(Bloomberg) -- Nokia Oyj said that it’s passed a low point for the year after reporting sales that missed estimates and forecasting a stronger second half. 

Net sales declined 19% to €4.67 billion ($5 billion) in the quarter from a year earlier, the Espoo, Finland-based company said in a statement on Thursday. That missed analysts’ €4.96 billion forecast, according to the average of estimates compiled by Bloomberg. 

Investors are watching for demand to pick up later this year at Nokia and its Swedish rival Ericsson after their telecom service provider customers held back spending on mobile networks. The telecom equipment companies have cut thousands of jobs and restructured their businesses to prop up profitability while they wait for growth to return. 

The first quarter “went so low in terms of delivery volumes that we do expect that that was kind of the low point of the cycle, and then we would start gradually seeing volumes picking up quarter after quarter from from here,” Chief Executive Officer Pekka Lundmark said in an interview after the results. “It does not change the fact that as a whole 2024 will still be a weak year for mobile networks.”

Read More: Ericsson Beats Estimates as Restructuring Begins to Pay Off 

Nokia’s adjusted operating profit rose 25% in the first quarter from a year earlier to €597 million, helped by a series of patent deals. That compared to the €568.8 million average forecast from analysts surveyed by Bloomberg. 

Nokia shares rose 1.5% to €3.21 at 11:02 a.m. in Helsinki. The stock had gained 5% this year. 

The “green shoots” that Nokia saw in the fourth quarter have continued particularly in the network infrastructure and software businesses, Lundmark said. The company expects other units including optical networks and IP routing could see a pick-up later in the year, he said. The network infrastructure business should return to sales growth this year, Nokia said in the statement.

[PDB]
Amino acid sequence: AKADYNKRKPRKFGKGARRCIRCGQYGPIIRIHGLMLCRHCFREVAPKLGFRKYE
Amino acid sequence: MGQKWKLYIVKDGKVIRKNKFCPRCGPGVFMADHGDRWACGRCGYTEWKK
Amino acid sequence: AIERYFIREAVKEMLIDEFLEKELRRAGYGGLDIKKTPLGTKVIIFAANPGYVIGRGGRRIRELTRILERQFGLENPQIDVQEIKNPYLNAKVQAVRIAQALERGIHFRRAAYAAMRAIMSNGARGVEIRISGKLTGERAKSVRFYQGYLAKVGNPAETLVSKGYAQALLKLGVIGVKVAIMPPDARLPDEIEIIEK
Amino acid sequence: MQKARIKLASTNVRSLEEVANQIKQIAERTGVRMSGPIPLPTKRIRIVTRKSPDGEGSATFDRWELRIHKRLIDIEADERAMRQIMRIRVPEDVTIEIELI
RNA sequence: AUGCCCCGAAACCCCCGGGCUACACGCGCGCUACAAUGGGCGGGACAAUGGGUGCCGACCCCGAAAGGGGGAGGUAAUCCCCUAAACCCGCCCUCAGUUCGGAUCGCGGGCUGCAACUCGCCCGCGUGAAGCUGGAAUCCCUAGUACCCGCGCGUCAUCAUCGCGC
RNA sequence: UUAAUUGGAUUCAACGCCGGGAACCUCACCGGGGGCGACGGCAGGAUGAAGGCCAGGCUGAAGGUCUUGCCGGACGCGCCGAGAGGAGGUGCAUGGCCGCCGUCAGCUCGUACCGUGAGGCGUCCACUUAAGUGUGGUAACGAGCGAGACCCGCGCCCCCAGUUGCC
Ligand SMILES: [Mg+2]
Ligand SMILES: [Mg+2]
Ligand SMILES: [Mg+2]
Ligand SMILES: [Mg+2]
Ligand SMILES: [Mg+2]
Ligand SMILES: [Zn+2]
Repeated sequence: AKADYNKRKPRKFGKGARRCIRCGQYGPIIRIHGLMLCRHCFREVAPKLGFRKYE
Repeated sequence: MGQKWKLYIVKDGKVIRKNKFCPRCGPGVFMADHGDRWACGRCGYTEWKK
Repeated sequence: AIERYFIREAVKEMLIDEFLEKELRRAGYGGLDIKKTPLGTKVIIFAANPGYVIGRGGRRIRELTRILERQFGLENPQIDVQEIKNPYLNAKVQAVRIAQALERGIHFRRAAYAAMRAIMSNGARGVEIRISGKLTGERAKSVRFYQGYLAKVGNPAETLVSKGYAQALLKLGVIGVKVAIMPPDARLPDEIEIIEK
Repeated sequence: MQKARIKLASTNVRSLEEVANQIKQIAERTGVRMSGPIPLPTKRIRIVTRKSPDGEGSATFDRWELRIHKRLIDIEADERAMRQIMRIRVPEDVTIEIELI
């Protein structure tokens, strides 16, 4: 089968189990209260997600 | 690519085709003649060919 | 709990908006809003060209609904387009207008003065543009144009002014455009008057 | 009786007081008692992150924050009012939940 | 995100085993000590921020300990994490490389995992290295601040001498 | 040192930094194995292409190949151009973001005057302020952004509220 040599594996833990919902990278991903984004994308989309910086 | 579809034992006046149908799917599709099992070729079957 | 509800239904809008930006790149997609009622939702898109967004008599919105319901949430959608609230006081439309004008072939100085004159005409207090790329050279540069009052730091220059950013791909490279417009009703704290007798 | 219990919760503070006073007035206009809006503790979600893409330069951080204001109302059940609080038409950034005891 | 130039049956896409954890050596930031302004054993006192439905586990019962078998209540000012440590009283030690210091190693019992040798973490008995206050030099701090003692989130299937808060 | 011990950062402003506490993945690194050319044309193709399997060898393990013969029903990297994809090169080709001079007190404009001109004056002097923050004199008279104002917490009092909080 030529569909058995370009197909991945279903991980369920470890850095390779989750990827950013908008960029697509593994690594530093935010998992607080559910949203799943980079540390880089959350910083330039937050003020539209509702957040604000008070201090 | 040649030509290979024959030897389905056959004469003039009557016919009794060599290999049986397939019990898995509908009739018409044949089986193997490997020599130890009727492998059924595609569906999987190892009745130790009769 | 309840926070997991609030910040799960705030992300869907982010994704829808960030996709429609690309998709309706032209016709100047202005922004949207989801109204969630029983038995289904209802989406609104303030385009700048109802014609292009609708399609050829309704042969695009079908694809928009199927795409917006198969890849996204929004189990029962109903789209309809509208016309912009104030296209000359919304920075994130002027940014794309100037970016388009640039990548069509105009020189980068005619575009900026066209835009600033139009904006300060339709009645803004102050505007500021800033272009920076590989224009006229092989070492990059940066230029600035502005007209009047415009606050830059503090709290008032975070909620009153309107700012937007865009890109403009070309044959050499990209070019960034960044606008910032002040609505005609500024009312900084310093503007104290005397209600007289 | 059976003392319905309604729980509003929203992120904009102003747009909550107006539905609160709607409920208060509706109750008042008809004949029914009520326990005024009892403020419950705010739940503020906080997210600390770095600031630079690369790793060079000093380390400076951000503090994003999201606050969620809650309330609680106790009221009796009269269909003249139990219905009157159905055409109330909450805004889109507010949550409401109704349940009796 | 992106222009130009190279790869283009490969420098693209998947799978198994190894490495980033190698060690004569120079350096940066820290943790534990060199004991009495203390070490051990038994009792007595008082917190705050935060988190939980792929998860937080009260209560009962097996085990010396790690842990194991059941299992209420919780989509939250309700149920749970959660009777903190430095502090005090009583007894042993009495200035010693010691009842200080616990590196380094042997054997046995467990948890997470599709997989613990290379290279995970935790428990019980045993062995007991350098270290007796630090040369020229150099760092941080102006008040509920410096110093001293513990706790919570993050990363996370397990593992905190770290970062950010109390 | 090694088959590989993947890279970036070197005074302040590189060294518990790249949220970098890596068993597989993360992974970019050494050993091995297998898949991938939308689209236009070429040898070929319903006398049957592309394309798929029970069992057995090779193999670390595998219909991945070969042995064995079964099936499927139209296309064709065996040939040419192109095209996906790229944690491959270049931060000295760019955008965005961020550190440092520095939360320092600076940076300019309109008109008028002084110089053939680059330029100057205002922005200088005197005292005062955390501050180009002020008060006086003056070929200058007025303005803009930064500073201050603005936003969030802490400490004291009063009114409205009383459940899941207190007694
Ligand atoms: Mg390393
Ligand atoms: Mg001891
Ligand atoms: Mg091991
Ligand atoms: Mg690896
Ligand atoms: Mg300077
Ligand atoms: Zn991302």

The operating profit margin at the company’s network infrastructure business was the “biggest disappointment” this quarter, Inderes analyst Atte Riikola said in a note to investors. The unit’s operating margin fell to 4.9% in the first quarter from 15% a year ago. 

“As a whole, the softness of the beginning of the year piles more pressure on the end of the year, and it appears we’ll be kept in suspense until the end of the year on whether Nokia can hold onto its guidance,” Riikola wrote. The company said it’s still on track to meet its operating profit estimates for the year of €2.3 billion to €2.9 billion.

Nokia is undergoing major cuts to its workforce, with plans to eliminate as many as 14,000 jobs by the end of 2026. Lundmark said the company is “proceeding rapidly” with its plans and “the payoff is starting to be visible already this year.” There are no plans to cut additional jobs, he said. 

Nokia, which once sold mobile phones that competed with the iPhone, also got some relief from resolving patent disputes during the quarter. In February, the company announced a multi-year deal with Chinese phonemaker Vivo that will yield royalties as well as back payments covering the years-long dispute between the two companies. That came just weeks after Nokia struck a deal with Oppo, another Chinese mobile phonemaker, and was the sixth licensing deal Nokia struck in a little more than a year. 

The company isn’t expecting significant license renewals for “a number of years” after this cycle and will focus on new areas of growth, Nokia said.

--With assistance from Kati Pohjanpalo and Henry Ren.

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